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The use of pile groynes to reduce sediment exchange between river and harbour:

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Abstract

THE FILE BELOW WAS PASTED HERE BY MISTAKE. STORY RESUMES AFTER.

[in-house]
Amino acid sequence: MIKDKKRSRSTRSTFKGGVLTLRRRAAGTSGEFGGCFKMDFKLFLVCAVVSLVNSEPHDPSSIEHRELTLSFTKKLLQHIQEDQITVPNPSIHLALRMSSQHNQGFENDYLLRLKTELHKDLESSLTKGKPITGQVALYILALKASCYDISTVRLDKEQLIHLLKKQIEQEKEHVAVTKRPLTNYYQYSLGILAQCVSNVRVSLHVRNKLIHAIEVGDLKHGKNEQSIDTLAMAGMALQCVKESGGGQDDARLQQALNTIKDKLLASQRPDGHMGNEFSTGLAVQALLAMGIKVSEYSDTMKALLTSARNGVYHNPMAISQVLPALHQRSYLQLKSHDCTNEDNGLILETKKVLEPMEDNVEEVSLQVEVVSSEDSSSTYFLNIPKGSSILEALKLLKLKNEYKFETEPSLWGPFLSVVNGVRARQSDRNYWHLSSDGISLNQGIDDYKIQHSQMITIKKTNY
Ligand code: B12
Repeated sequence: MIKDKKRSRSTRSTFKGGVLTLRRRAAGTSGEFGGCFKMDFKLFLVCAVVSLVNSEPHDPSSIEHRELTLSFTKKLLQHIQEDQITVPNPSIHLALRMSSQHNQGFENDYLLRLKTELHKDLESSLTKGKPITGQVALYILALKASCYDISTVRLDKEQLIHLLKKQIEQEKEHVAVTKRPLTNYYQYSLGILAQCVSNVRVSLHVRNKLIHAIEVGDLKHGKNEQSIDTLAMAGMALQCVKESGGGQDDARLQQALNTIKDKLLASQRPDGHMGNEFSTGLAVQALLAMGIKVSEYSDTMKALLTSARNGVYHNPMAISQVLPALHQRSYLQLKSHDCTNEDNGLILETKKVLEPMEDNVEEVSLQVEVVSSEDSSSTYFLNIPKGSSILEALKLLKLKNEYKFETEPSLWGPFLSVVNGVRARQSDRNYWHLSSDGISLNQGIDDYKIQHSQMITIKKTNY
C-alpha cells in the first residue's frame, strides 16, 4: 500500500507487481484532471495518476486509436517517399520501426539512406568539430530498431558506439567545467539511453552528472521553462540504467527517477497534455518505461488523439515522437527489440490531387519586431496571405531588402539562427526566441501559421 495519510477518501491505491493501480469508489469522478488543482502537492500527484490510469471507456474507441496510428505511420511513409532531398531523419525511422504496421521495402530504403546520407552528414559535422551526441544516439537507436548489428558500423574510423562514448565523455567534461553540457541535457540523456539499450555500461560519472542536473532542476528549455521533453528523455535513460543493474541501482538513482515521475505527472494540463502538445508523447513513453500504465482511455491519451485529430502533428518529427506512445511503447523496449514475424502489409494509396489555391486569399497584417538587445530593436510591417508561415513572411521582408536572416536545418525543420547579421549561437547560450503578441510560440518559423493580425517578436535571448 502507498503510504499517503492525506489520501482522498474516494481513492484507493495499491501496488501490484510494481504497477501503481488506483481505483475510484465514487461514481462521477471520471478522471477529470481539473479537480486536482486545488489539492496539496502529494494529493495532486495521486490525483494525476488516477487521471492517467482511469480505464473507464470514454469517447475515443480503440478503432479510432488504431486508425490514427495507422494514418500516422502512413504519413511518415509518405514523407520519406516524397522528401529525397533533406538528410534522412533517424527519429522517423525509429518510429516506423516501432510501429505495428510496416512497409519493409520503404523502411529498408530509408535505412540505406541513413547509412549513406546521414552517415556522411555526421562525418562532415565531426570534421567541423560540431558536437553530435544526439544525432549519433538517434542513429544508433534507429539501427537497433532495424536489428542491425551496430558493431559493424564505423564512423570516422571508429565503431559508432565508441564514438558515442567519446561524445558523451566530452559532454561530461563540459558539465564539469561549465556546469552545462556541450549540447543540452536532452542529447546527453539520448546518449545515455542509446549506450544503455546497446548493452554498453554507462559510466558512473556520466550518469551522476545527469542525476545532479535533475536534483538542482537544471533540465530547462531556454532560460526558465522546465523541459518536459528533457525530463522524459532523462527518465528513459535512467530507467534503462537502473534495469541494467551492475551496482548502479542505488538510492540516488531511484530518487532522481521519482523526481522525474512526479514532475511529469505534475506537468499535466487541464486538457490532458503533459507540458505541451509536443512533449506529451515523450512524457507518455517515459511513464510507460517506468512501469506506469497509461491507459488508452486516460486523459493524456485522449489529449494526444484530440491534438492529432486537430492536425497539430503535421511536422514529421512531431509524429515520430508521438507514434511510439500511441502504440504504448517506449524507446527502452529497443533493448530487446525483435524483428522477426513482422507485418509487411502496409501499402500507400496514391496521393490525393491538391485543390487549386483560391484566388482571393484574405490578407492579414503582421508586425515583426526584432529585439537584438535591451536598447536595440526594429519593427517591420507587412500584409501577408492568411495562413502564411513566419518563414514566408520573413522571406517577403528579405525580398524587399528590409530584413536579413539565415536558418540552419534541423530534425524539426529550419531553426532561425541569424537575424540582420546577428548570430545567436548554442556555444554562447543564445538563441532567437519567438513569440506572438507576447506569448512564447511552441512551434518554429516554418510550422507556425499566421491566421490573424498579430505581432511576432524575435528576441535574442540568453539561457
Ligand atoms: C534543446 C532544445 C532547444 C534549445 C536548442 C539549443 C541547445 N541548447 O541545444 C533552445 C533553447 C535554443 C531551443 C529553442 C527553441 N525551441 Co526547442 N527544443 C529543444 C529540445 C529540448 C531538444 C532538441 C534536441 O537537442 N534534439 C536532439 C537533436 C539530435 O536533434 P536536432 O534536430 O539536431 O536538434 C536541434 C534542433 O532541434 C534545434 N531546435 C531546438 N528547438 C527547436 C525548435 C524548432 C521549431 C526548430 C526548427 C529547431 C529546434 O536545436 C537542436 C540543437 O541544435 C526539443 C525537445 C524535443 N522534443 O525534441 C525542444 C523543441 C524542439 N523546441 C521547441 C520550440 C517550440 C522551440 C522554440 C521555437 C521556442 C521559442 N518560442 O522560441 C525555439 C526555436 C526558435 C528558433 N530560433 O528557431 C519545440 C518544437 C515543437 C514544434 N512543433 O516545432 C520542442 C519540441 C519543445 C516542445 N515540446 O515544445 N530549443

The use of pile groynes to reduce sediment exchange between river and harbour Introduction To reduce siltation in harbours located in rivers or waterways in order to decrease the high costs of dredging and maintenance of its basins, a need of searching measures to decrease the sediment exchange between river and harbour arises. Research One of the measures to reduce the sediment exchange is the use of pile groynes structures located in the river stream, upstream the entrance of the harbour basin. Due to the blocking of the groynes, the velocities of the river will increase. Because of this, the navigability along the river stream can be altered. The objective of this research is to determine the effect of the groyne at the interface harbour-river and the mixing layer which develops along the entrance. Experiments To analyze the effect of the groyne on the mixing layer dynamics, a schematized physical model of a harbour basin was built in a laboratory flume. Different configurations of the pile groyne were performed to devise the effect of different geometries of the groyne. In order to relate the exchange process to velocity distributions, Particle Tracking Velocimetry measurements were performed to obtain the velocity field at the water surface. The analysis of data was approached on the exchange which takes place via the mixing layer and the primary gyre, that are formed at the river-harbour interface and the harbour basin, respectively. On the basis of the experimental results can be concluded that the best configurations to reduce the entrainment of water and the velocity gradient along the entrance are the groynes located close to the upstream corner and with spacing between piles lower than its width. Numerical modelling Several configurations of the groyne were simulated using state of the art of a 2D numerical model, FinLab, in order to perform a comparison between experiments and simulations, providing an indication as to what extent the exchange processes are properly incorporated into this model. A good estimation can be obtained for the case without groyne in relation with the basic structures and turbulence properties of the mixing layer at the interface river-harbour. However, it was not possible to simulate the effect of the groyne by increasing the roughness coefficient at the groyne location. For this reason, some recommendations for further studies about that topic are given.

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